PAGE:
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Othy
Mar 16, 2009 rated it it was amazing
Shelves: c-s-lewis
Spectacular and beautiful. CS Lewis' earlier books were very well written and (in my personal opinion) rather well argued. This is not an "argued" book, though; the subtitle "reflections" is a more apt description. That's not to say Lewis fails to present good arguments for his ideas, but the matter of the book is more of a 'search' than of a 'telling.' Especially towards the end, Lewis shows how much he has learned through his life on how to describe the beauty that we see beyond the physicalit ...more
Kells Next Read
Jul 03, 2017 rated it really liked it
"I am not saying to anyone in the world: 'Your explanation is wrong.' I am saying: ' Your explanation leaves the mystery for me still a mystery.'

C.S. Lewis witty and candid ability to convey his thoughts never ceases to amaze me. This short but powerful read was no different.
Cindy Rollins
This was a nice daily read. Maybe it was my own restless mood in the middle of the quarantine but I did not like this as much as other Lewis books, but it does bring me closer to my goal of reading all of his books.
MC
Jan 29, 2014 rated it it was amazing  ·  review of another edition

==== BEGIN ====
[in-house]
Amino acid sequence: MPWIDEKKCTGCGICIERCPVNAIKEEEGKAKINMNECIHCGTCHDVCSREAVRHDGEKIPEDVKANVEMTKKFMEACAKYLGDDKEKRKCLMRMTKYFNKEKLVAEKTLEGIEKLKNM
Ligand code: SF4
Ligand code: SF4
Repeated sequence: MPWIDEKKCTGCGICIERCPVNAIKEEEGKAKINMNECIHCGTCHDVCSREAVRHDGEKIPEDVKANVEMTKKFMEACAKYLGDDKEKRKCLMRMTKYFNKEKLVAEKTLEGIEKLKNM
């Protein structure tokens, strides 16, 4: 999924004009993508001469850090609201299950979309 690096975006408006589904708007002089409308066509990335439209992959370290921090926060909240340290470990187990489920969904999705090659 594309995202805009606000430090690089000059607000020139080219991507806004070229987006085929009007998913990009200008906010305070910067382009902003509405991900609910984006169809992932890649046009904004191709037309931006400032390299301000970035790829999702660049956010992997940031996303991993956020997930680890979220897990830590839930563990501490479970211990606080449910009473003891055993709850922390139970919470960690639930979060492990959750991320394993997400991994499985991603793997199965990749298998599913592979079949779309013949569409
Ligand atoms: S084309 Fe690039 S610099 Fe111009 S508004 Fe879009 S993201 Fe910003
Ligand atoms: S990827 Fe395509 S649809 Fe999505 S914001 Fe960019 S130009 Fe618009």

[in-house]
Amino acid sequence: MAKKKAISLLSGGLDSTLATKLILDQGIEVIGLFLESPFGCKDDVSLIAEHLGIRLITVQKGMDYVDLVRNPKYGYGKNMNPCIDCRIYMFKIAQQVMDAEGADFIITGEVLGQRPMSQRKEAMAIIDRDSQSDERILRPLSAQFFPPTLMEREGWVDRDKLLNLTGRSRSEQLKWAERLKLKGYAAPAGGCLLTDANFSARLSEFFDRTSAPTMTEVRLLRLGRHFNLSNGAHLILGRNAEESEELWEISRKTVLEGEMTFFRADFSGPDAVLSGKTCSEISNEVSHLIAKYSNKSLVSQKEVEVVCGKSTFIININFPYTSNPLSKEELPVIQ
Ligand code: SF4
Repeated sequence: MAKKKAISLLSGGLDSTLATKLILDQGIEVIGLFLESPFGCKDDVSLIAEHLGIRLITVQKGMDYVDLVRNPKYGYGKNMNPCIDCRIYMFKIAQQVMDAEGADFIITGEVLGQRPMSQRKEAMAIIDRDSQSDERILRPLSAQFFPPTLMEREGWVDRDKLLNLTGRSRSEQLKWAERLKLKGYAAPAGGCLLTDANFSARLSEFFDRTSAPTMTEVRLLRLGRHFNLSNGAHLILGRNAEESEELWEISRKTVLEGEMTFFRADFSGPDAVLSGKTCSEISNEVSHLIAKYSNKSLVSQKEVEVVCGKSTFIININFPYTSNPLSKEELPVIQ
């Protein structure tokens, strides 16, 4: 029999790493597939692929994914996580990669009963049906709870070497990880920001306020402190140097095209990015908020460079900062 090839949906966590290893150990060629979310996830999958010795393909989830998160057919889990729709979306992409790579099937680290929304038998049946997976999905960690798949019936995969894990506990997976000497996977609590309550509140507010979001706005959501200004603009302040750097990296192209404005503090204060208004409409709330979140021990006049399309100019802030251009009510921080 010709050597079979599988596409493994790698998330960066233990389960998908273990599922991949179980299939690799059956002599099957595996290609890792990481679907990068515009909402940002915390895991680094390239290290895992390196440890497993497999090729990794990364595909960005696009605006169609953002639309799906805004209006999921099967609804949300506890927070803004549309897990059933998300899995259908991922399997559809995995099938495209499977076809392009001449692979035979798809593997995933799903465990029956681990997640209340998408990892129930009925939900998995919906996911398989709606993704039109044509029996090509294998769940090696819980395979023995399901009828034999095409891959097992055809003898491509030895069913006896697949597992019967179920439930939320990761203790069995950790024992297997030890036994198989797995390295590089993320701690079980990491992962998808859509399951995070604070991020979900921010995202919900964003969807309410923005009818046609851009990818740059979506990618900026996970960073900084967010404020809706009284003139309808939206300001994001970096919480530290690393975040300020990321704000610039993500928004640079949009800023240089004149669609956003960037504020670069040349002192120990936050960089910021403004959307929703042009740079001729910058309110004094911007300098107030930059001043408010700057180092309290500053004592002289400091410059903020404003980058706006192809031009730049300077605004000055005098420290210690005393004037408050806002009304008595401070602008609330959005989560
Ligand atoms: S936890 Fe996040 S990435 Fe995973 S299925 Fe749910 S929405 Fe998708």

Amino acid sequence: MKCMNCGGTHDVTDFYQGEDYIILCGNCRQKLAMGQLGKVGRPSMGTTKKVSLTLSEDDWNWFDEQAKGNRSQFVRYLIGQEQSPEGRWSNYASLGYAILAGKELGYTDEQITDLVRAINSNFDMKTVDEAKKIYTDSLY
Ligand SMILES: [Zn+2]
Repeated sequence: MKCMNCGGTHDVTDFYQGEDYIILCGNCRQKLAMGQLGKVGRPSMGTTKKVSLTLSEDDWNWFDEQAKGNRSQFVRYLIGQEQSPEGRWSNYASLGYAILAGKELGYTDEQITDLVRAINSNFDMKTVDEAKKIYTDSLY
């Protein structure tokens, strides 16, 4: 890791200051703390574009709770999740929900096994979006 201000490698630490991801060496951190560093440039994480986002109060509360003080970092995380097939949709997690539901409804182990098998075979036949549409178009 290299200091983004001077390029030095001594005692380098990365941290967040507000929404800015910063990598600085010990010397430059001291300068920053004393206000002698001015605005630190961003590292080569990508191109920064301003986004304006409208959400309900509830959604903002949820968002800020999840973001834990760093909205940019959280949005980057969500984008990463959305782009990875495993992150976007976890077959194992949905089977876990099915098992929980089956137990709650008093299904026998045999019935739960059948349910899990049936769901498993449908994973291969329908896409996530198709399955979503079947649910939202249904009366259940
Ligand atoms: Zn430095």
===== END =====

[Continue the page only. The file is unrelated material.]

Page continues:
Letters to Malcolm: Chiefly on Prayer has the distinction of being the final work that CS Lewis produced. The manuscript was completed in May of 1963, approximately six months before his death.

The book's structure takes the form of fictional letters written by Lewis to his friend “Malcolm” in which they discusses matters of deep importance to the Christian life. Mostly, these letters all discuss issues that have to do with prayer, and the other issues branch off of that. Worship, Heaven, and oth
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Ron
May 23, 2011 rated it really liked it
Shelves: christian_life, lewis
Not Lewis at his best. The excuse could be made that, as a posthumous book, it may not have been quite ready for publication. The Discarded Image: An Introduction to Medieval and Renaissance Literature was also published after Lewis died, but (despite being non-fiction) is just short of amazing.